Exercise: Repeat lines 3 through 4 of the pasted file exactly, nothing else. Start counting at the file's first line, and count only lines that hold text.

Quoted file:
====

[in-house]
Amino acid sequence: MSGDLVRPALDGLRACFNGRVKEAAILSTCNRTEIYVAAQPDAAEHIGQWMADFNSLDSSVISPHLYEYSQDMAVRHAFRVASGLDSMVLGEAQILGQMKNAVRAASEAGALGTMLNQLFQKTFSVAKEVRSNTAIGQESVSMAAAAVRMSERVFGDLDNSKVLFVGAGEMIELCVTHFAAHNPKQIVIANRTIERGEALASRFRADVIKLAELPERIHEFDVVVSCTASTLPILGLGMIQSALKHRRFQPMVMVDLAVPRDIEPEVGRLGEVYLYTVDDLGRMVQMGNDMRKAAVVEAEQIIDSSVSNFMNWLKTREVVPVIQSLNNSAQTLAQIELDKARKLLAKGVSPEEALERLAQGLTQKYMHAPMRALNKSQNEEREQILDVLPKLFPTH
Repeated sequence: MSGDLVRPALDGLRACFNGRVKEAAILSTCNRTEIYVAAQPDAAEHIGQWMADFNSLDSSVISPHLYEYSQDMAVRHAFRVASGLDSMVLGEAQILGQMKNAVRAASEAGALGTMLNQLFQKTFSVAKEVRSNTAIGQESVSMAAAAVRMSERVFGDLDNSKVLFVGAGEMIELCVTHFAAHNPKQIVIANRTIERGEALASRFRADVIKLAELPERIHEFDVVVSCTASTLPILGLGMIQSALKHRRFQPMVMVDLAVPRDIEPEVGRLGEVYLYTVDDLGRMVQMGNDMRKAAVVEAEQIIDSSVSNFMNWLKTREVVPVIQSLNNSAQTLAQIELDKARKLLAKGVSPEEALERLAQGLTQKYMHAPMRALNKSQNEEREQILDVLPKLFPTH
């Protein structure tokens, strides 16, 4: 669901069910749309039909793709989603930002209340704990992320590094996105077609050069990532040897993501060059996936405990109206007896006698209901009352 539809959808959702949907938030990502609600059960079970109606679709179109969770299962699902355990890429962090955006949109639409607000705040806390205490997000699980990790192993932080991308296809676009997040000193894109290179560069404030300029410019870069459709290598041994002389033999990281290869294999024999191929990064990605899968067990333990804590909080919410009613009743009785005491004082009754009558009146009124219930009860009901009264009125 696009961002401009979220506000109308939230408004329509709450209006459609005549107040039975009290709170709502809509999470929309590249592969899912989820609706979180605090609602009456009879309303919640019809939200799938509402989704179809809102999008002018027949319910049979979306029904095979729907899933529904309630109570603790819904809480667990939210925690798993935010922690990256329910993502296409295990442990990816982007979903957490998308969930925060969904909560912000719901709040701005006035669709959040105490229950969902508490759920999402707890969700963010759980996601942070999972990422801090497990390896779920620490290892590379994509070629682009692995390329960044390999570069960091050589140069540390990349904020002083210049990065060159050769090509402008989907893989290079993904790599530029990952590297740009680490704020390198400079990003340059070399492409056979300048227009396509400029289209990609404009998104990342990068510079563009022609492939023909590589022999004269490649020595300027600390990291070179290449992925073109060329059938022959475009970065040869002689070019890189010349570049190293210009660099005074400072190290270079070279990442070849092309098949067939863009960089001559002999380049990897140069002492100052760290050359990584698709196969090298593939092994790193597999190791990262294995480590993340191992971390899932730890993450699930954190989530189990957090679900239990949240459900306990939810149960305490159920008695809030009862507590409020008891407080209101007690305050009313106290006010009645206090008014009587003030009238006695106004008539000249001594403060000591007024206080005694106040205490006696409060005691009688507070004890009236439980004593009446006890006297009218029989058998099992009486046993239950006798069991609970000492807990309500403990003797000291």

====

Repeated sequence: MSGDLVRPALDGLRACFNGRVKEAAILSTCNRTEIYVAAQPDAAEHIGQWMADFNSLDSSVISPHLYEYSQDMAVRHAFRVASGLDSMVLGEAQILGQMKNAVRAASEAGALGTMLNQLFQKTFSVAKEVRSNTAIGQESVSMAAAAVRMSERVFGDLDNSKVLFVGAGEMIELCVTHFAAHNPKQIVIANRTIERGEALASRFRADVIKLAELPERIHEFDVVVSCTASTLPILGLGMIQSALKHRRFQPMVMVDLAVPRDIEPEVGRLGEVYLYTVDDLGRMVQMGNDMRKAAVVEAEQIIDSSVSNFMNWLKTREVVPVIQSLNNSAQTLAQIELDKARKLLAKGVSPEEALERLAQGLTQKYMHAPMRALNKSQNEEREQILDVLPKLFPTH
């Protein structure tokens, strides 16, 4: 669901069910749309039909793709989603930002209340704990992320590094996105077609050069990532040897993501060059996936405990109206007896006698209901009352 539809959808959702949907938030990502609600059960079970109606679709179109969770299962699902355990890429962090955006949109639409607000705040806390205490997000699980990790192993932080991308296809676009997040000193894109290179560069404030300029410019870069459709290598041994002389033999990281290869294999024999191929990064990605899968067990333990804590909080919410009613009743009785005491004082009754009558009146009124219930009860009901009264009125 696009961002401009979220506000109308939230408004329509709450209006459609005549107040039975009290709170709502809509999470929309590249592969899912989820609706979180605090609602009456009879309303919640019809939200799938509402989704179809809102999008002018027949319910049979979306029904095979729907899933529904309630109570603790819904809480667990939210925690798993935010922690990256329910993502296409295990442990990816982007979903957490998308969930925060969904909560912000719901709040701005006035669709959040105490229950969902508490759920999402707890969700963010759980996601942070999972990422801090497990390896779920620490290892590379994509070629682009692995390329960044390999570069960091050589140069540390990349904020002083210049990065060159050769090509402008989907893989290079993904790599530029990952590297740009680490704020390198400079990003340059070399492409056979300048227009396509400029289209990609404009998104990342990068510079563009022609492939023909590589022999004269490649020595300027600390990291070179290449992925073109060329059938022959475009970065040869002689070019890189010349570049190293210009660099005074400072190290270079070279990442070849092309098949067939863009960089001559002999380049990897140069002492100052760290050359990584698709196969090298593939092994790193597999190791990262294995480590993340191992971390899932730890993450699930954190989530189990957090679900239990949240459900306990939810149960305490159920008695809030009862507590409020008891407080209101007690305050009313106290006010009645206090008014009587003030009238006695106004008539000249001594403060000591007024206080005694106040205490006696409060005691009688507070004890009236439980004593009446006890006297009218029989058998099992009486046993239950006798069991609970000492807990309500403990003797000291």